3 Especially by American writers. On the American standpoint concerning emigration see Borchard, §§ 315–31, and in AJ, 25 (1931), pp 312–16; Hackworth, iii, § 242; Sibert, pp 527–34. See also Morrow AJ, 26 (1932), pp 552–64, and Fields, ibid, pp 671–99; I-Mien Tsang, The Question of Expatriation in America Prior to 1907 (1907). As to expatriation in the early law of the UK see Fraser, Grotius Society, 16 (1930), pp 73–89.
4 For treaties of more limited scope see, eg Art 48ff of the Treaty Establishing the EEC, providing for free movement within the territory of the member states (see further § 400, n 4); and the Convention of 27 November 1919 between Greece and Bulgaria providing that the subjects of each Party belonging to racial, religious or linguistic minorities might freely emigrate to the territory of the other: Misc No 3(1920), Cmd 589. See also the Advisory Opinion of the PCIJ on the Exchange of Greek and Turkish Populations (1925), Series B, No 10.
5 See § 437.
6 See § 440. See also Art 2.2 of Protocol No 4 of 1963 to the European Convention on Human Rights; Art 5(d)(ii) of the International Convention on the Elimination of All Forms of Racial Discrimination 1966 (see § 439); and the provisions of the Final Act of the Conference on Security and Co-operation in Europe 1975 (see § 442) concerning Human Contacts, in which the participating states made it ‘their aim to facilitate freer movement and contacts … among persons … of the participating States’.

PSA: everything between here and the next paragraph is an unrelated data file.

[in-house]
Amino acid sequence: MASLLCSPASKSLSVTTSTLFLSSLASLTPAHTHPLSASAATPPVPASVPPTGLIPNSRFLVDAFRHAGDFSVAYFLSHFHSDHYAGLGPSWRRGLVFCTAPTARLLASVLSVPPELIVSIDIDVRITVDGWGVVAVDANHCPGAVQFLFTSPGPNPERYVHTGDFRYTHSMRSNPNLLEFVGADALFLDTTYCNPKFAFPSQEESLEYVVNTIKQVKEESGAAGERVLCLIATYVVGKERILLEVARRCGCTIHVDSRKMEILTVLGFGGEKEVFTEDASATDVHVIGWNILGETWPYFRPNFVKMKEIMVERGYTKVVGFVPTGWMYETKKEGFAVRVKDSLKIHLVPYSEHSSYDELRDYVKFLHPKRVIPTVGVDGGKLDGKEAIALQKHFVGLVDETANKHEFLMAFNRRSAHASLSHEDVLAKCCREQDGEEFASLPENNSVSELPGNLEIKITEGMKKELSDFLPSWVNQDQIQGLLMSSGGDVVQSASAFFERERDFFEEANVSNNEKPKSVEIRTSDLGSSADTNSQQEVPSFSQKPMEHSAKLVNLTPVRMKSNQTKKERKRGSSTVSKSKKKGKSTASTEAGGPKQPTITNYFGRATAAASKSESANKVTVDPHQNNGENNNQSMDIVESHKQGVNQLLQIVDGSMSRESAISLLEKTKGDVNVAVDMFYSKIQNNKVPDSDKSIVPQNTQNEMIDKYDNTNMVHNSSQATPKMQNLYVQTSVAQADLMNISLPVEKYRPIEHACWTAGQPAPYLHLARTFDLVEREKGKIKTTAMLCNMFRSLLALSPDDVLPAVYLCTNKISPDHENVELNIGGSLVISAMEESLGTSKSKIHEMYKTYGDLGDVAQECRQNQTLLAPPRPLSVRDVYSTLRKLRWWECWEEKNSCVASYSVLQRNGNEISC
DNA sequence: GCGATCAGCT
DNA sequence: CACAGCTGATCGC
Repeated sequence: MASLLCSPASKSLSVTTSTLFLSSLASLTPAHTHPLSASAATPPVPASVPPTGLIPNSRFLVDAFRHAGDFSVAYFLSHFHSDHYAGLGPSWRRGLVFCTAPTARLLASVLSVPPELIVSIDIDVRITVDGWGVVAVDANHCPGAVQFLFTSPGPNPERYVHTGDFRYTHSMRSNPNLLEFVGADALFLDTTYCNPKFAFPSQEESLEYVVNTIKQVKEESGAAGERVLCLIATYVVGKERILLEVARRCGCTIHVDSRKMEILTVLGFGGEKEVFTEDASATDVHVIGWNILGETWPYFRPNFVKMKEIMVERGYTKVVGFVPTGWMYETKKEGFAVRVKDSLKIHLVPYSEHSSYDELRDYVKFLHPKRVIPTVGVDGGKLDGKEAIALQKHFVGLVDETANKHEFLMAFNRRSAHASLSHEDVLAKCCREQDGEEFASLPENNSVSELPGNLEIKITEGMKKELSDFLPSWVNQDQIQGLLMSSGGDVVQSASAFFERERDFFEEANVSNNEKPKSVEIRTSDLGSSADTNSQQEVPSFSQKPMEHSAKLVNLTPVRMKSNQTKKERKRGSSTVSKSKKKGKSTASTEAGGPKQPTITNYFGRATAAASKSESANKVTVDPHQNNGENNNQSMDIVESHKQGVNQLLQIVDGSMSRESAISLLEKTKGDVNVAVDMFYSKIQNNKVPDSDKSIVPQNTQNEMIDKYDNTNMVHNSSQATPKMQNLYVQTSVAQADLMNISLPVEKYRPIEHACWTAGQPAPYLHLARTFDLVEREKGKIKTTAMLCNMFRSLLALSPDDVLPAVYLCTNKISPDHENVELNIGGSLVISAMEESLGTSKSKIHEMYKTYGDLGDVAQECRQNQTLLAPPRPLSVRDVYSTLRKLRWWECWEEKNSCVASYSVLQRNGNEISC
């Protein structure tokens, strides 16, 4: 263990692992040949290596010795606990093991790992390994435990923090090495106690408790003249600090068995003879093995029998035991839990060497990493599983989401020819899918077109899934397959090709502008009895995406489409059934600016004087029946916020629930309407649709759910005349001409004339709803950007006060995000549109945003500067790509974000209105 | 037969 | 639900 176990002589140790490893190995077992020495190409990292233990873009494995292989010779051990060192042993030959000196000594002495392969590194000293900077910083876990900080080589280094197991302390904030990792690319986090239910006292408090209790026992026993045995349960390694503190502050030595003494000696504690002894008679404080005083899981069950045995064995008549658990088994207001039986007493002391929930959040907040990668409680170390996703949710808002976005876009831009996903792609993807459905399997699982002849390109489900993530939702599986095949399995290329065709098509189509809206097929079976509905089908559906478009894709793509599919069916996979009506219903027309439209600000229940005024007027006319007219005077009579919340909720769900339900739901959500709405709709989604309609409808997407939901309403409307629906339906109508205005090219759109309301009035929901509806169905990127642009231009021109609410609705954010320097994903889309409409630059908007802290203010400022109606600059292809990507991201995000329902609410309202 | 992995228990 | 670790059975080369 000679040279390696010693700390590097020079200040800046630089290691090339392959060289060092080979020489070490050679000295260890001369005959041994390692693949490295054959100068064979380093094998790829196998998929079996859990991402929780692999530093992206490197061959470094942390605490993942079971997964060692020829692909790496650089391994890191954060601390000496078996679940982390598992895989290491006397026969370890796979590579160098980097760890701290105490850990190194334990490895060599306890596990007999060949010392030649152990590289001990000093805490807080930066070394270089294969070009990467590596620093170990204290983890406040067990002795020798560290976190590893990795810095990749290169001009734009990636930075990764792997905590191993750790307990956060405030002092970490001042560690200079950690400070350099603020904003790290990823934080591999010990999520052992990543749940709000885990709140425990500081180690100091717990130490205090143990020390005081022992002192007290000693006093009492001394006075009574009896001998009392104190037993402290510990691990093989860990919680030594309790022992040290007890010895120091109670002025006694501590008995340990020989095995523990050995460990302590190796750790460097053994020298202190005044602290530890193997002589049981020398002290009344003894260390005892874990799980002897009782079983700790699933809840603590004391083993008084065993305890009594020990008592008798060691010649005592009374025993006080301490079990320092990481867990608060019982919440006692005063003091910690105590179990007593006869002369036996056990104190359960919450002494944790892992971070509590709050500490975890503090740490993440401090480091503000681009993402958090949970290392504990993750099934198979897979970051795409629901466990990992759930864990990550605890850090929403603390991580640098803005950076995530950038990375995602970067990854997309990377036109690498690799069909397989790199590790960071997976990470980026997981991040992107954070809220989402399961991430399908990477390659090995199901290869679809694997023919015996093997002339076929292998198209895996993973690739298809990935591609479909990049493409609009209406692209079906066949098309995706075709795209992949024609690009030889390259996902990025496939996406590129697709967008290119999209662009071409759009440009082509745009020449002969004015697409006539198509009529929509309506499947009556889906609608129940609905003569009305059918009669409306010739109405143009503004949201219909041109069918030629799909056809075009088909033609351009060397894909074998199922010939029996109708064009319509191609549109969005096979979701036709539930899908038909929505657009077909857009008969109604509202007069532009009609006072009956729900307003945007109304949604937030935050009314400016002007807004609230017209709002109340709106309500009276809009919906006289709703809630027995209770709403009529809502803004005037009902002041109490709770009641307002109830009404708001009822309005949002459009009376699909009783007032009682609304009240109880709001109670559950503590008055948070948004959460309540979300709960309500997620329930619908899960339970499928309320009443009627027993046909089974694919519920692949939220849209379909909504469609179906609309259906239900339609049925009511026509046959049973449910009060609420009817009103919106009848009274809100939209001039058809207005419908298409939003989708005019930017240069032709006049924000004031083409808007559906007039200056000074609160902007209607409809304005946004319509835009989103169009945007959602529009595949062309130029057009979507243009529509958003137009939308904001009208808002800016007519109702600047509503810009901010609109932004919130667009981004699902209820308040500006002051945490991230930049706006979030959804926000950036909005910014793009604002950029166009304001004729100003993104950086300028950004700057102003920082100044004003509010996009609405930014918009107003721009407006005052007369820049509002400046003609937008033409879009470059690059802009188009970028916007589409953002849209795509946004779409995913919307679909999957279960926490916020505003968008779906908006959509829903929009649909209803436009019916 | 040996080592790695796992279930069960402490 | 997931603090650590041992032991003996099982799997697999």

The right of emigration was considered by a sub-commission of the UN Commission of Human Rights. In 1963 the sub-commission, in its Res 2 (XV), adopted draft principles on freedom and non-discrimination in respect of the right of everyone to leave any country, including his own, and to return to his country. In 1973 the Economic and Social Council formally drew these principles to the attention of governments: Res 1788 (LIV); UNYB, 1973, pp 567, 578–9. The comments of governments and non-governmental organisations on the draft principles (UN Docs E/CN 4/869, and Add 1–5, of 1963–70; E/CN 4/1042, and Add 1, of 1970–71) showed a tendency to accept in principle a freedom to emigrate, although subject in practice to some restrictions. States have a legitimate interest in preventing, eg fugitives from justice or people who constitute a danger to their security or public order from leaving their territory: see, eg Raparison (1970), ILR, 73, p 391; Venturi, RG, 92 (1988), p 740. See also Public Prosecutor v Ernst M and Hildegard S (1970), ILR, 71, pp 251, 257; Public Prosecutor v Janos V (1972), ILR, 71, pp 229, 230 (‘there is absolutely no right to freedom of emigration protected by international law’); West Berlin Escape Contract Case (1977), ILR, 74, p 297; Varela Nuñez v Uruguay (1983), ILR, 79, p 193.